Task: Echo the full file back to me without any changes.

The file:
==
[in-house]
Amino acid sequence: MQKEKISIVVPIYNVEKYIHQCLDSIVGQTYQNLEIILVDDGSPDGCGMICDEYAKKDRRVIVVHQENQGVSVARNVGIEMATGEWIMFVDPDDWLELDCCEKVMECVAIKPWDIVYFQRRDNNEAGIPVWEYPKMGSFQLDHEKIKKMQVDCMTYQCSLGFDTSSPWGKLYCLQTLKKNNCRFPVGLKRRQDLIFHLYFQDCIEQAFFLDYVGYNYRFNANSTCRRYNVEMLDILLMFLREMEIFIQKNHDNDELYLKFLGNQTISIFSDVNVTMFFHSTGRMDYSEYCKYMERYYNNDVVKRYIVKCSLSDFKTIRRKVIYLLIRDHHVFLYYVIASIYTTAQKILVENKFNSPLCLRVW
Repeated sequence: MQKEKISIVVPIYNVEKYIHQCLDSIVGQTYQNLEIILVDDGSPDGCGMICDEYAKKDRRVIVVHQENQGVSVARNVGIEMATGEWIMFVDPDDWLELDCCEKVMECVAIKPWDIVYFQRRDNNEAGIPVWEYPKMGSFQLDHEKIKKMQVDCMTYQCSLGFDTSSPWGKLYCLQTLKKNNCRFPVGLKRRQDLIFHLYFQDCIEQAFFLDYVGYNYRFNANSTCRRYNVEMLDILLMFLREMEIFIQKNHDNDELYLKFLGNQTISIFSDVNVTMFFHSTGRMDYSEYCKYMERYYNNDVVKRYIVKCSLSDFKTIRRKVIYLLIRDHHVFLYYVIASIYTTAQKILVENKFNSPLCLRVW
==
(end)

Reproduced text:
[in-house]
Amino acid sequence: MQKEKISIVVPIYNVEKYIHQCLDSIVGQTYQNLEIILVDDGSPDGCGMICDEYAKKDRRVIVVHQENQGVSVARNVGIEMATGEWIMFVDPDDWLELDCCEKVMECVAIKPWDIVYFQRRDNNEAGIPVWEYPKMGSFQLDHEKIKKMQVDCMTYQCSLGFDTSSPWGKLYCLQTLKKNNCRFPVGLKRRQDLIFHLYFQDCIEQAFFLDYVGYNYRFNANSTCRRYNVEMLDILLMFLREMEIFIQKNHDNDELYLKFLGNQTISIFSDVNVTMFFHSTGRMDYSEYCKYMERYYNNDVVKRYIVKCSLSDFKTIRRKVIYLLIRDHHVFLYYVIASIYTTAQKILVENKFNSPLCLRVW
Repeated sequence: MQKEKISIVVPIYNVEKYIHQCLDSIVGQTYQNLEIILVDDGSPDGCGMICDEYAKKDRRVIVVHQENQGVSVARNVGIEMATGEWIMFVDPDDWLELDCCEKVMECVAIKPWDIVYFQRRDNNEAGIPVWEYPKMGSFQLDHEKIKKMQVDCMTYQCSLGFDTSSPWGKLYCLQTLKKNNCRFPVGLKRRQDLIFHLYFQDCIEQAFFLDYVGYNYRFNANSTCRRYNVEMLDILLMFLREMEIFIQKNHDNDELYLKFLGNQTISIFSDVNVTMFFHSTGRMDYSEYCKYMERYYNNDVVKRYIVKCSLSDFKTIRRKVIYLLIRDHHVFLYYVIASIYTTAQKILVENKFNSPLCLRVW